The seats with purple clothe in order due,
Odyss. b. ii. 189.
So also Martial :
Hæc tibi sorte datur tergendis spongia mensis.
They made no use of napkins to wipe their hands, but did so with the soft and fine part of the bread; this they afterwards threw to the dogs. Hence, we clearly understand what were the crumbs which fell from the rich man's table; and perceive the force of the words of the woman of Canaan. Matt. xv. 27. Mark vii. 28. See Burder's 0. Customs, vol. ii. p. 337.
XVI.-22. “And was carried by the angels into Abraham's bosom.” The custom of reclining at table, over one another's bosom, was a sign of equality and strict union among the guests. This custom, Beausobre well observes, will explain several passages of Scripture, particularly those in which mention is made of Abraham's bosom, (Luke xvi. 22.) and of the son's being in the bosom of the father, (John i. 18. compared with Phil. ji. 6. and John xiii. 23.)-Horne, vol. iii.
XVI.23. “And in hell he lift up his eyes." The general receptacle of departed spirits, in the intermediate state before the resurrection, was called in Hebrew, Sheol; and in Greek, Hades. This was supposed, says Dr. Hales, to be divided into two separate departments: the one for good souls called Paradise; into which our Saviour promised admission to the penitent thief on the cross, Luke xiii. 43.; to which St. Paul was caught up in vision, 2 Cor. xii. 4.; and wished to be there with Christ, Phil. i. 23.; and to which the soul of the beggar Lazarus was carried by the angels of death to Abraham's bosom. The other for bad souls, separated from the former by an impassable gulf, was called the lower Sheol, Tartarus, or Hades, where the rich man, in the parable,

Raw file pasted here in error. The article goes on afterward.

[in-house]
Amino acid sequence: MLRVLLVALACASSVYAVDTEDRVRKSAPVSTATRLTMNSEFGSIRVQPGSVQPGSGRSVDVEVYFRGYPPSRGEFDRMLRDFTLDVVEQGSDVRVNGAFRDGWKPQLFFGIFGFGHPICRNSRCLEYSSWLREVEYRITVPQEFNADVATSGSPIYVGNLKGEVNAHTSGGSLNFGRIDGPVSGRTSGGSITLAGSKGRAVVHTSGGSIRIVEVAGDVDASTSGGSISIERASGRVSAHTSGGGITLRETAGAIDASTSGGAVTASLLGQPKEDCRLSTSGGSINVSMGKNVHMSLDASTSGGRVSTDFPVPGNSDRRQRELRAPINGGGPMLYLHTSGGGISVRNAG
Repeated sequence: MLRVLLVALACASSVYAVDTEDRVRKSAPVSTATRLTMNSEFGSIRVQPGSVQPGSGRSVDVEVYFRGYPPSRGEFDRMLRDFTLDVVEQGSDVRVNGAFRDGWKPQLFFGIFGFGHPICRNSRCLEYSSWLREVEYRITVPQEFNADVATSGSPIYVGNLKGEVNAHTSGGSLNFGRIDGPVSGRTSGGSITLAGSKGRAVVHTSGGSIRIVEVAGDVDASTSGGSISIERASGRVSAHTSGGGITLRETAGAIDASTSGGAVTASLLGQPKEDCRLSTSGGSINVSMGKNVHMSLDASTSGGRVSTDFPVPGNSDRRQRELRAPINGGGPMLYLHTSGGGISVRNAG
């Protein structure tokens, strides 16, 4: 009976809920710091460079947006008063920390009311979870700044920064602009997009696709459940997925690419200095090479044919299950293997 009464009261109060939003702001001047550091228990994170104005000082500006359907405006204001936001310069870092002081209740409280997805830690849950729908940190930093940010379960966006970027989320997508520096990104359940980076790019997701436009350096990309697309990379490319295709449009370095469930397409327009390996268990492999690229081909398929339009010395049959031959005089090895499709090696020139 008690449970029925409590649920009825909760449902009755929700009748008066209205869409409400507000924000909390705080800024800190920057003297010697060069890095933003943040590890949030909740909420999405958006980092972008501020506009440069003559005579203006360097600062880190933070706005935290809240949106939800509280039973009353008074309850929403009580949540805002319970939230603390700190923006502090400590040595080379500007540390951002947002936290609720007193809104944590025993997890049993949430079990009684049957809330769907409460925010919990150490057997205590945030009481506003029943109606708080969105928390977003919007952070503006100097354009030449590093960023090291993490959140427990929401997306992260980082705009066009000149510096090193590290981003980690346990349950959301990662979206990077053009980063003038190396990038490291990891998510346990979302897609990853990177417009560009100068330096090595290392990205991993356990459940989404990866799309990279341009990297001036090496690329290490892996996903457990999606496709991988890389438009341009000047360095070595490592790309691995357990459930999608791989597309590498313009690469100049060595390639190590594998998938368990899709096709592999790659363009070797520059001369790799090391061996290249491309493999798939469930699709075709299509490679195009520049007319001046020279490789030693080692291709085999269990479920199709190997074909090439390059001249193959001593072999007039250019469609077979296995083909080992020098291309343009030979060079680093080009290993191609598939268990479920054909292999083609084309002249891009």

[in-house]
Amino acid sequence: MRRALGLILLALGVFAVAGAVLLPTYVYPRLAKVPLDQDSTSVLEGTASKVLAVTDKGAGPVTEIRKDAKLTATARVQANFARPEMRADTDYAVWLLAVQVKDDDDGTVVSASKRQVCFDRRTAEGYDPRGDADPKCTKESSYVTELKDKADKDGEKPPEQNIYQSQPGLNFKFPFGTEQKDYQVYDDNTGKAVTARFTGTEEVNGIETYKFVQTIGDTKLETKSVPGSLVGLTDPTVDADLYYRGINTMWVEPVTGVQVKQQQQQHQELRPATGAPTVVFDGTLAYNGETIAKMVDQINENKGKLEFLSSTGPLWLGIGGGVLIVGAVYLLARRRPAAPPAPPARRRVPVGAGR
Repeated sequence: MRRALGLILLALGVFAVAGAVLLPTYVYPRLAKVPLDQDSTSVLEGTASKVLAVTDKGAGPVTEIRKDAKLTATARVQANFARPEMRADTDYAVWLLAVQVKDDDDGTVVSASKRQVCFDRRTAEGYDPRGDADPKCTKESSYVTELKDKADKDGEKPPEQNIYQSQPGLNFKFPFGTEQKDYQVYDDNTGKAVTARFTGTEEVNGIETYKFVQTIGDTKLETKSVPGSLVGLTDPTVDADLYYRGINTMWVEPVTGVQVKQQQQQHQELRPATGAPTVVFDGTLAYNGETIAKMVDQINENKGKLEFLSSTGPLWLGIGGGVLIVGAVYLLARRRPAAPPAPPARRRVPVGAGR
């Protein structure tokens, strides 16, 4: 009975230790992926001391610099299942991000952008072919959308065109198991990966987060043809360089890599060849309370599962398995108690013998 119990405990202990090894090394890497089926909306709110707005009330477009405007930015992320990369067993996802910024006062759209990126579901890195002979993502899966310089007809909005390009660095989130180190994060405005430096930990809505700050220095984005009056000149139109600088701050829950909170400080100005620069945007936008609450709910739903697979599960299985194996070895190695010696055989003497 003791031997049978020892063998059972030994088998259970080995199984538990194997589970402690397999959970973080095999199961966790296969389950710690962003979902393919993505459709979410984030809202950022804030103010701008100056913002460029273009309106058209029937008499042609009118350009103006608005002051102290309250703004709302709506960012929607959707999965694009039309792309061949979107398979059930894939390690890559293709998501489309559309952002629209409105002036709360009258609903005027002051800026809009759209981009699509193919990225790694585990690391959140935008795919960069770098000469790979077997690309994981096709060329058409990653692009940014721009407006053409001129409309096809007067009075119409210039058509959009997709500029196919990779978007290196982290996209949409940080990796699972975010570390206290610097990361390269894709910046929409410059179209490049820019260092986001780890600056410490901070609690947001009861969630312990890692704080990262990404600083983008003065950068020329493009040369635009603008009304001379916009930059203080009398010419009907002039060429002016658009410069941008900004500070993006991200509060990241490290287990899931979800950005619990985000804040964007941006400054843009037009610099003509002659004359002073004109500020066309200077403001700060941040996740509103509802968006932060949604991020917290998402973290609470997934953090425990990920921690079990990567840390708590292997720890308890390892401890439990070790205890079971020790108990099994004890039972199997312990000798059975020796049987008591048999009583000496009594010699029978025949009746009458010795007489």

up his eyes, being in torments, and saw Abraham afar off, and Lazarus in his bosom.—Valpy's Greek Testament.
XVI.-24. “ Father Abraham, hare mercy on me," &c. Tillotson observes that this is the only instance we meet with in Scripture of any thing that looks like a prayer put up to a glorified saint. But even this instance, if it may be called so, taken from a parable, shows that the application was vain, and that the saint could give no relief.- Valpy's Greek Test.
XVII, -37. . “ Wheresoever the body is, thither will the eagles be gathered together.”. Wheresoever the Jews are,